Acceptance of collateral Italy

Acceptance of collateral

Italian banks are critical of the type of property to be financed. Houses that are not habitable or are located very remote are considered insufficiently current and are often not financeable through a bank.

Italian banks do not want to finance all houses. Only those houses that are sufficiently current in their eyes, i.e. houses that – should the (financial) need arise – can be sold again somewhat smoothly, are they willing to finance.

A bank will ask for multiple cadastral extracts about the collateral to be financed, to verify a multitude of data about the collateral. The core of this investigation is to verify that what has been built is legal.

Houses that are in such poor condition that they are not habitable will not want to be financed by a bank. Core elements of this are that, at a minimum, a house should have running water, a somewhat up-to-date electricity supply, heating, a sewer connection or functioning septic tank, a kitchen and a bathroom.

Very remote situated houses – far from a village or town – and far from “civilization” are more difficult to finance than houses that are more “in civilization. There are also certain obsolete regions where banks are more reluctant to finance than in regions with booming housing markets.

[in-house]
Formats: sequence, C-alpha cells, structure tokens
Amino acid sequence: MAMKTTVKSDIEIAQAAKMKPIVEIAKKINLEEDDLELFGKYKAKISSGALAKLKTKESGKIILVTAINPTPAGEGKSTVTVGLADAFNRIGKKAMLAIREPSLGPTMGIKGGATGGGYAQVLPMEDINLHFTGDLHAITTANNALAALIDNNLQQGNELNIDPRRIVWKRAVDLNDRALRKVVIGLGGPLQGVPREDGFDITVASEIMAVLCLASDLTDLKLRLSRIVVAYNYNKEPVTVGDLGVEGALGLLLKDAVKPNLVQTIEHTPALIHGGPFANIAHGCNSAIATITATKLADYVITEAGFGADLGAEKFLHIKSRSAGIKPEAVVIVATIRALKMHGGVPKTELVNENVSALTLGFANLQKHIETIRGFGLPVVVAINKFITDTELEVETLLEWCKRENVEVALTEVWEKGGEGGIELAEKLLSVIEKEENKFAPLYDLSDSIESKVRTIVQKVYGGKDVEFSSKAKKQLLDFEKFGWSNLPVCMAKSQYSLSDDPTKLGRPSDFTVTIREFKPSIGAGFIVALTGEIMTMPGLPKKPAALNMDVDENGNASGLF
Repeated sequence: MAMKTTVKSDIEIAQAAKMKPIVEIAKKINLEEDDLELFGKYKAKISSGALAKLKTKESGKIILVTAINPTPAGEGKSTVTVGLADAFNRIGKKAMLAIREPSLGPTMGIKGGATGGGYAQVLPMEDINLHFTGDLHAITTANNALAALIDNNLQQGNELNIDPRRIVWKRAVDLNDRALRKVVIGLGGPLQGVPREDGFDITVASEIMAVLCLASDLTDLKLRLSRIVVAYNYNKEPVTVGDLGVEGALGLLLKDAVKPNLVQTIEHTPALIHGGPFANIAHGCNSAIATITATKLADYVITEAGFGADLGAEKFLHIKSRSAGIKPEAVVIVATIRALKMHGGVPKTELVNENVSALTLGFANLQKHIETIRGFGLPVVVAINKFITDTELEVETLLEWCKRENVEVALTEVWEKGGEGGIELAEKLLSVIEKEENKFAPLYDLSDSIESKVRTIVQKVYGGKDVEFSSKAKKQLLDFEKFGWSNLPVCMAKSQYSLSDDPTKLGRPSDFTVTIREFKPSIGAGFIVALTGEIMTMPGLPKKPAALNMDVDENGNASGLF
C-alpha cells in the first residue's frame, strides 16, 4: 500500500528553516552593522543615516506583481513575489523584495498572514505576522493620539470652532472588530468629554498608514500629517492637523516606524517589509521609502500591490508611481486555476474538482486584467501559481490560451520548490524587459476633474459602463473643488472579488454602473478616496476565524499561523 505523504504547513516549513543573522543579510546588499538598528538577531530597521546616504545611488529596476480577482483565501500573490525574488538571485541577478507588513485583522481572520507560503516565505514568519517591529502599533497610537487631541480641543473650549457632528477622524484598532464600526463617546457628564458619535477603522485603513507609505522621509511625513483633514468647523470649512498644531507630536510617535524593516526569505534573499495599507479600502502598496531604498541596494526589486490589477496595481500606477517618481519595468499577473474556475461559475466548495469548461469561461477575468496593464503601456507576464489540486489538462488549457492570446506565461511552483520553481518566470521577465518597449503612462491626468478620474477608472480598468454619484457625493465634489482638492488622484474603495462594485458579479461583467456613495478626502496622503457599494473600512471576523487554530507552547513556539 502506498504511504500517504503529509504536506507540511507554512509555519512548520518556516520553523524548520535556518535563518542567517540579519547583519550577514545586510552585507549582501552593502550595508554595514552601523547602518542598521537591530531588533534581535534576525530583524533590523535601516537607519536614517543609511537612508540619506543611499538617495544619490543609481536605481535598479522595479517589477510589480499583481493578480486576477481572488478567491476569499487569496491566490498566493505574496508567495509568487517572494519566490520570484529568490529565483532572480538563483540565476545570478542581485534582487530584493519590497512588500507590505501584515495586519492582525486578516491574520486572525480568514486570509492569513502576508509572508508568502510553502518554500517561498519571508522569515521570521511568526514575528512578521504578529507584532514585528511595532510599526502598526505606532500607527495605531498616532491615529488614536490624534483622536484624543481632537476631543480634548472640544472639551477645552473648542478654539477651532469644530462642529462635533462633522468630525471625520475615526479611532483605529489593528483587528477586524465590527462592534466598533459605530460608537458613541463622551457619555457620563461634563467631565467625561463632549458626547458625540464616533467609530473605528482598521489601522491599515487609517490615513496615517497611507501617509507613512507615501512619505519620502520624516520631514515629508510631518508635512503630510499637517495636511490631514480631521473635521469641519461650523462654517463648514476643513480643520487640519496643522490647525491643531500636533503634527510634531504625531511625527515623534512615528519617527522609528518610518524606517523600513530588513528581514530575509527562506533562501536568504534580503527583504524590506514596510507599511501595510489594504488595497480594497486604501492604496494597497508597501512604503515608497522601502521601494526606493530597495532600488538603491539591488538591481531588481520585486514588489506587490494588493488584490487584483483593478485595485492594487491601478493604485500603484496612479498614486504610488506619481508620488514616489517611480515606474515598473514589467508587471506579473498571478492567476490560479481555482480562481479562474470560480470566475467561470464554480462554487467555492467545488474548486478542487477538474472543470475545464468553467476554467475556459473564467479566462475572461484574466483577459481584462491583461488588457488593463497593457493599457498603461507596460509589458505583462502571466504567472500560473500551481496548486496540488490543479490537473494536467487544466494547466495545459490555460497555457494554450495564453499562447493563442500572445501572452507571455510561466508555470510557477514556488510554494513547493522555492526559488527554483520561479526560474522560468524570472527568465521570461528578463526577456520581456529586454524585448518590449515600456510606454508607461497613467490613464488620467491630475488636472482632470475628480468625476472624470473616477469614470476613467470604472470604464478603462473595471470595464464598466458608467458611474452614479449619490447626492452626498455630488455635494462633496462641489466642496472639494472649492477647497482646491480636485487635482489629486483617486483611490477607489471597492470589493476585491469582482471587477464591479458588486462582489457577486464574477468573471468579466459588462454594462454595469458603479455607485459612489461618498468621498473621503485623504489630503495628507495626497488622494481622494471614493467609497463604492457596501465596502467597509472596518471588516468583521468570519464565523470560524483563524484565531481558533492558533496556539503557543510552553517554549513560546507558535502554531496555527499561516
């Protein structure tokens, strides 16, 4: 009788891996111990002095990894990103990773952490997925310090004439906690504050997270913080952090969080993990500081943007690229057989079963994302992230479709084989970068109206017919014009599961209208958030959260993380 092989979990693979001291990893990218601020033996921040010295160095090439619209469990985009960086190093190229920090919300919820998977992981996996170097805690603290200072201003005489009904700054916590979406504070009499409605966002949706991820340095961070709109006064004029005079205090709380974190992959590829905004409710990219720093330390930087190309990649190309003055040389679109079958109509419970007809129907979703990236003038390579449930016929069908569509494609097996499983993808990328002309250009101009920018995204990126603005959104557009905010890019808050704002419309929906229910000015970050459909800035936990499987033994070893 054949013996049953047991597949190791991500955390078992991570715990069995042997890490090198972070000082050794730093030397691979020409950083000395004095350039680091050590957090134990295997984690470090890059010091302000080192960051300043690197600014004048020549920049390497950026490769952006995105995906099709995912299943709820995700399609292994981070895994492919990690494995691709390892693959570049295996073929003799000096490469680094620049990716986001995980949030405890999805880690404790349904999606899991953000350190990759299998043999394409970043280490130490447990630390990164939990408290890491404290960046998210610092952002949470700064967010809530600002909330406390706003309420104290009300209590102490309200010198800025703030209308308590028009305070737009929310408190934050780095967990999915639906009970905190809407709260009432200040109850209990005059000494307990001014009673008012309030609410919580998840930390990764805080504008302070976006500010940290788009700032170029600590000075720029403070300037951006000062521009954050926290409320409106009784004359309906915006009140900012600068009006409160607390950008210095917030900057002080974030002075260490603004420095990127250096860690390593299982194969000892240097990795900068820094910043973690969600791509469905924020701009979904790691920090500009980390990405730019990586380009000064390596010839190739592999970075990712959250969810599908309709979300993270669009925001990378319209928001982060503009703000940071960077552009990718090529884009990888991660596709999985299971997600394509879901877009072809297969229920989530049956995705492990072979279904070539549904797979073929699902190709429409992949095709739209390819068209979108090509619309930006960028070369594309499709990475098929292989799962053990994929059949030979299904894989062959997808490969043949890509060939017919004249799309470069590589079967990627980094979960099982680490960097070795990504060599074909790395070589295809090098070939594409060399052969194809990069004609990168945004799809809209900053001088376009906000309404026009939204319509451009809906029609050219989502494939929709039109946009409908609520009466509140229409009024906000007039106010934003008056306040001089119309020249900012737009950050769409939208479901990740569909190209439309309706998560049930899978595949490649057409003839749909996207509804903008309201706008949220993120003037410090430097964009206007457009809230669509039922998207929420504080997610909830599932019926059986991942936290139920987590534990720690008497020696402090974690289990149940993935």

Special properties such as castles or wine estates are more difficult to finance. There is a (very) small market for this type of special property and sales can take years. Houses that are very A-typical for the region can also be a problem, as can houses with a lot of land (tens of hectares). Indeed, banks are wondering if such a “non-resident buyer” is going to manage to maintain all that land.

Contributing a very large portion of your own money to a purchase increases the chances of winning over the bank to finance. But for many objects, that is often not enough either. At issue here is the fact that the system of reclaiming collateral by auctioning it – as the ultimate consequence of no longer (being able to) meet monthly mortgage obligations – does not work well in Italy in all regions. After all, sometimes a house also fails to sell at auction for a sufficient amount.

Houses or properties where it is abundantly clear to a bank that they will be operated as commercial properties in the future (for example, in the tourism sector) are not financed as second homes based on existing income.